On the outer wall of banned terrorist organisation Sikhs For Justice (SFJ) founder Gurpatwant Singh Pannun’s house in an upscale Chandigarh locality, a proclamation notice issued by an National Investigation Agency (NIA) court in Mohali has also been pasted.
A law graduate from Panjab University, Pannun, who faces charges under the Unlawful Activities (Prevention) Act, is currently residing in Oakville on the outskirts Canada’s Toronto.
Originally from Khankot village on the outskirts of the holy city of Amritsar, Pannun’s father, Mahinder Singh, was a former employee with the Punjab State Agricultural Marketing Board.
His family had migrated from Pakistan to Khankot during the partition in 1947. Pannun is little known in his village, where he owns property worth crores, including agriculture land. He rarely visited the village.
Pannun, an attorney at law in the US and Canada who has been offering employment abroad, besides a cash incentives for hoisting the Khalistani flag on public buildings, is one of the founders of SFJ, which claims to be “an international advocacy and human rights group”.
Pannun, who has asked the youth in Punjab to hoist the Khalistani flag on Independence Day, has been actively propagating and funding the secessionist Khalistan agenda abroad.
Just ahead of Independence Day this year, Congress leaders put up the national flag at his Chandigarh residence.
Carrying tricolours, Congress leader Gursimran Singh Mand from Ludhiana along with his supporters assembled outside Pannun’s house and raised slogans. They then put up a flag at the main gate of the house as part of the ‘Har Ghar Tiranga Abhiyan’.
The organisation came to limelight in 2013 when it get summons from a US court in connection with the counter-insurgency operations in Punjab in the 1990s against then Indian Prime Minister Manmohan Singh ahead of his arrival in Washington for a summit meeting with then US President Barack Obama.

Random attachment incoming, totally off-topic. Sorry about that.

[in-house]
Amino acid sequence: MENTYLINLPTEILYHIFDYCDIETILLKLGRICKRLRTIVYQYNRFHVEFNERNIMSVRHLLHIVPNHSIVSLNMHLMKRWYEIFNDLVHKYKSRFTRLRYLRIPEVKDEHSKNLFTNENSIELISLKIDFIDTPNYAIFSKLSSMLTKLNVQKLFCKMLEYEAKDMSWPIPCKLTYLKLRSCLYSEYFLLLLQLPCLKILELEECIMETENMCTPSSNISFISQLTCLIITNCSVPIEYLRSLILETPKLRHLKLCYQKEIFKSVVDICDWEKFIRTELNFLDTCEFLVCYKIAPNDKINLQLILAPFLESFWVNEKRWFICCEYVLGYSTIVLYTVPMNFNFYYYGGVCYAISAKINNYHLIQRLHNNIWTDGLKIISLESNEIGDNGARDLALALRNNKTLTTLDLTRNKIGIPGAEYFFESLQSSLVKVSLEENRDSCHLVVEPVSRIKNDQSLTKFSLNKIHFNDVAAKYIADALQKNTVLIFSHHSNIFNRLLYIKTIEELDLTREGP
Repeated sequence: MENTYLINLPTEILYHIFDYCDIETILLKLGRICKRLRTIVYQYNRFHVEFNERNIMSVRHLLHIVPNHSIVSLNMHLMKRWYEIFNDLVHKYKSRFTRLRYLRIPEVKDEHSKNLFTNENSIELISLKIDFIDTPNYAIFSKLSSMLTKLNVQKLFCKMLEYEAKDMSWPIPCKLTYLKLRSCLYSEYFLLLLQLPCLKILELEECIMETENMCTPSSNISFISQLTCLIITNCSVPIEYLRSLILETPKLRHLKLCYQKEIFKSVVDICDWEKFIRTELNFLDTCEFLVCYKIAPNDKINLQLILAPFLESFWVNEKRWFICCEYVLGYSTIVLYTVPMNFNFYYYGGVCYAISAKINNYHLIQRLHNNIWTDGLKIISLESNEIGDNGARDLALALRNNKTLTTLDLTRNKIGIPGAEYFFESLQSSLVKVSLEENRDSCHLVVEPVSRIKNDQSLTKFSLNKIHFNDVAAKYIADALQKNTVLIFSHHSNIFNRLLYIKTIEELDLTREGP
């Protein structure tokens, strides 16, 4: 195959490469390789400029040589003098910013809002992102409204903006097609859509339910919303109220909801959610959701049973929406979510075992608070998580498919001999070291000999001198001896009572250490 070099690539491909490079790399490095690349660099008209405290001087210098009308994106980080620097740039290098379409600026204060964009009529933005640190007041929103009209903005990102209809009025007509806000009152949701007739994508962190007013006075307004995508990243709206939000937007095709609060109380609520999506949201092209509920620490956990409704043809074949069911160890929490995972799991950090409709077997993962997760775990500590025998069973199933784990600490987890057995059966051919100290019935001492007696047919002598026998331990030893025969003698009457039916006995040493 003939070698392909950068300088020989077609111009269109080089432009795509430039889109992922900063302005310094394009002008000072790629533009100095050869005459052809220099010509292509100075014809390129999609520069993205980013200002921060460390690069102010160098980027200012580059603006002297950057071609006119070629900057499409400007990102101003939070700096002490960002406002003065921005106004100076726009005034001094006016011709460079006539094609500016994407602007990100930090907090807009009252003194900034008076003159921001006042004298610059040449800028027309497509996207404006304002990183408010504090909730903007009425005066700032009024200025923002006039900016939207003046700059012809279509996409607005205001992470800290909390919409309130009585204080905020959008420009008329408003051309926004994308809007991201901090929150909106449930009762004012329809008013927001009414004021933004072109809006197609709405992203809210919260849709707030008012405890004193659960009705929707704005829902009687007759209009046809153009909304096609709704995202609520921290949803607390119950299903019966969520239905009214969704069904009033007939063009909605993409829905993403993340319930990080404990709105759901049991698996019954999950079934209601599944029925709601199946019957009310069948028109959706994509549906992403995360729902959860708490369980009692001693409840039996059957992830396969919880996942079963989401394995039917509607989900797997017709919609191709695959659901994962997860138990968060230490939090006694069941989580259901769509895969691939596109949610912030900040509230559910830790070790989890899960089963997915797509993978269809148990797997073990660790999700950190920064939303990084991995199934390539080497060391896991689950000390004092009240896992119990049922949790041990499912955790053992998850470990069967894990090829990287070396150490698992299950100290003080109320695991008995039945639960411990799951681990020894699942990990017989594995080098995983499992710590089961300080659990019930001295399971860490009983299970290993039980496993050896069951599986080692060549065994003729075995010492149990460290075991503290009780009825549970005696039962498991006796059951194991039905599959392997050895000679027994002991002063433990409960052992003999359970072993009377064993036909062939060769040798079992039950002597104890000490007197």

The SFJ had earlier secured similar summons for Congress leader Sonia Gandhi.
In August 2018, SFJ members organised a large pro-Khalistan rally in London’s Trafalgar Square and announced their campaign, “Referendum 2020.”
In 2019, the Centre had banned SFJ on the ground of secessionism. The group has been trying to build a campaign for secession of Punjab.
It has designated Pannun as individual terrorist and listed his name in the Fourth Schedule of the Unlawful Activities (Prevention) Act (UAPA), 1967.
The Centre in 2020 ordered attachment of Pannun’s agricultural land at Khankot and Sultanwind area of Amritsar under Section 51-A of the UAPA Act.
According to a reply in the Lok Sabha, the Central government said an first information report (FIR) dated August 14, 2020, under several sections of the Indian Penal Code (IPC), the Prevention of Insults to National Honours Act, the Information Technology Act and UAPA Act was registered against Pannun in Moga, Punjab, in connection with the Khalistani flag hoisting case atop the Deputy Commissioner’s office.
The case was transferred subsequently to the NIA. Pannun has been declared as an absconding accused. A lookout circular and non-bailable warrant of arrest have been issued against him.
In October, Interpol rejected India’s second request to issue a Red Corner Notice against Pannun as it is learnt that Indian authorities failed to provide sufficient information to support their case.
Interpol has also raised concerns over the “misuse” of UAPA Act to target minority groups and rights activists without “respecting” their right to due process and a fair trial.
However, Interpol clarified that it works in accordance with its constitution of not intervening in matters of political and religious significance.